"Getting anywhere will mean big bucks or semi-gridlock."
Toll lanes: A quick escape for the rich
San Antonio Express-News
Without entrepreneurial leadership, the political process can produce the worst possible outcome. The imminent construction of toll lanes next to existing "free" lanes is a likely case in point.
As such projects come online, rush-hour motorists will face a choice between clogged "free" lanes and expensive toll lanes — an escape hatch for the rich and the desperate. Think about it! Are you going to use the toll lanes before there is significant congestion in the "free" lanes?
Please, someone with an urge to lead, make this case to the people before getting anywhere means big bucks or semi-gridlock. For example, on Route 91 east of Los Angeles, it costs $9.25 to use the toll lanes during rush hours. Alongside, partly because of that high toll, traffic crawls along in the "free" lanes. It's well-documented, and I've been there.
So, that's where we're headed. If you have a standard workday, you'll get to choose between a bumper-to-bumper crawl or $20 a day for tolls.
The right approach is a much lower, rush-hour-only toll. Then everyone moves and spends much less on tolls. Failure to apply tolls to all rush hour drivers leaves us with the imminent escape hatches for the rich and the desperate as the only alternative to an expensive construction race against increased demand.
Example: Atlanta's Interstate 75 with 15 lanes going on 23. This isn't one wacky economist's thoughts about use of tolling to address congestion and revenue issues. This is an Economics 101 application found in mainstream urban economics textbooks.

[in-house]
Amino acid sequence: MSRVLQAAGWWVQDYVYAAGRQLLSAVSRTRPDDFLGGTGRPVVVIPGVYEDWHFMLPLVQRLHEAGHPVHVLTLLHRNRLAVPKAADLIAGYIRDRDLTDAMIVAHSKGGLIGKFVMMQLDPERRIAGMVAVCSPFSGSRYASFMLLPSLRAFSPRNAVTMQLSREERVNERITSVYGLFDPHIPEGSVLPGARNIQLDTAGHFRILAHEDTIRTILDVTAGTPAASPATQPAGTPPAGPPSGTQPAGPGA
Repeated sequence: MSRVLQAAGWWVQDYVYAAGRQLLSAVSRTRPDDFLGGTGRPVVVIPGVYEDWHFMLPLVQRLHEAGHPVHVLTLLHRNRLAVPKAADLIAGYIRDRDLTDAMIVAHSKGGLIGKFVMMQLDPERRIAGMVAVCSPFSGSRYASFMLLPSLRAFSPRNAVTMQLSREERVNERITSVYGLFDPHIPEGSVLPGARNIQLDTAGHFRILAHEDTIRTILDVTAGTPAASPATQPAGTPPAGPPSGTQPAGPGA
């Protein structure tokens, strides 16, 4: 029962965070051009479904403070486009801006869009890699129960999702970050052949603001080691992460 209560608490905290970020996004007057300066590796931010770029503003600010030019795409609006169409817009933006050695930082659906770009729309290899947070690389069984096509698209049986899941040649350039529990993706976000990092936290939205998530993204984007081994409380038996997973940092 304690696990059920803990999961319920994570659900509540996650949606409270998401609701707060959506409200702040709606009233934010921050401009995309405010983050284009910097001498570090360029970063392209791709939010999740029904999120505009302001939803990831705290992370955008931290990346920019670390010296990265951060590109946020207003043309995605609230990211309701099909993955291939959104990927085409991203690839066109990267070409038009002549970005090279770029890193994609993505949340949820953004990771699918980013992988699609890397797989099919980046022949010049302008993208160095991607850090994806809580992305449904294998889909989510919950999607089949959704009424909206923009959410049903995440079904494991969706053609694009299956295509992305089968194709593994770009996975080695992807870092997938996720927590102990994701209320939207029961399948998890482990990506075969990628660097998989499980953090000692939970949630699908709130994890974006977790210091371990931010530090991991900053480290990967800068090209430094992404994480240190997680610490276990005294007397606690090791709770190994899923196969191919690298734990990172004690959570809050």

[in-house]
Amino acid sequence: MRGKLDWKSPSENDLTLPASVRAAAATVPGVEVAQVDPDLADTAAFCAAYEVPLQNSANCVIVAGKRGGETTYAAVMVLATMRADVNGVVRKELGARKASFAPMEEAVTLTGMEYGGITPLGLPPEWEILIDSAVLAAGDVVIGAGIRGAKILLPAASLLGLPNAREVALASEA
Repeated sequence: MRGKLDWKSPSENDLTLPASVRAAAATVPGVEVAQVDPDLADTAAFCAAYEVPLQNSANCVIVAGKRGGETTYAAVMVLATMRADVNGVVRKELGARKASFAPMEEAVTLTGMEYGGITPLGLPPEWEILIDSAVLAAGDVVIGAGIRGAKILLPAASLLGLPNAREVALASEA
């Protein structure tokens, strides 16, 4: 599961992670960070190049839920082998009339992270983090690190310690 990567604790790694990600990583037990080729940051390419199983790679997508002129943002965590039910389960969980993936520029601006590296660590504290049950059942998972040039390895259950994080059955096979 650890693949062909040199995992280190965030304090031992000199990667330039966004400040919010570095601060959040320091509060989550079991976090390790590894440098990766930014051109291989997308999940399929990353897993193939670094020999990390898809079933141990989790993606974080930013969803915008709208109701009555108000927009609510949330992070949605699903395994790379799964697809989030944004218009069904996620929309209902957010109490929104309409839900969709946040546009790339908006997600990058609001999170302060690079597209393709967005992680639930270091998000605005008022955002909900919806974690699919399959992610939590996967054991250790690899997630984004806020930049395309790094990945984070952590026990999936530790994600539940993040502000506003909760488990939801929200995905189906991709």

A big part of the looming urban planning disaster is the common delusion that rush hour tolling of existing roads amounts to paying for the road twice. That's false. The toll revenues pay for maintenance and expansion.
But because the typical officeholder represents, rather than leads, most states (including Texas) have laws against the tolling of existing roads. Failure to correct popular misunderstanding, challenge such laws and work for an alternative law that permits the approaches suggested by mainstream economic analysis is going to be quite costly.
The proponents of separate toll lanes have begun to realize that the toll lanes will be empty most of the time. They are wondering how they can pay for the toll lanes with modest, rush-hour-only use, especially at the relatively low toll rates cited so far.
So there has been talk of lower speed limits on the "free" lanes. That's just the tip of the iceberg. They'll have to severely restrict or discourage free lane use and/or charge high tolls to the rich and the desperate to pay off the bonds for the new lanes.
John Merrifield is a professor of economics at UTSA.
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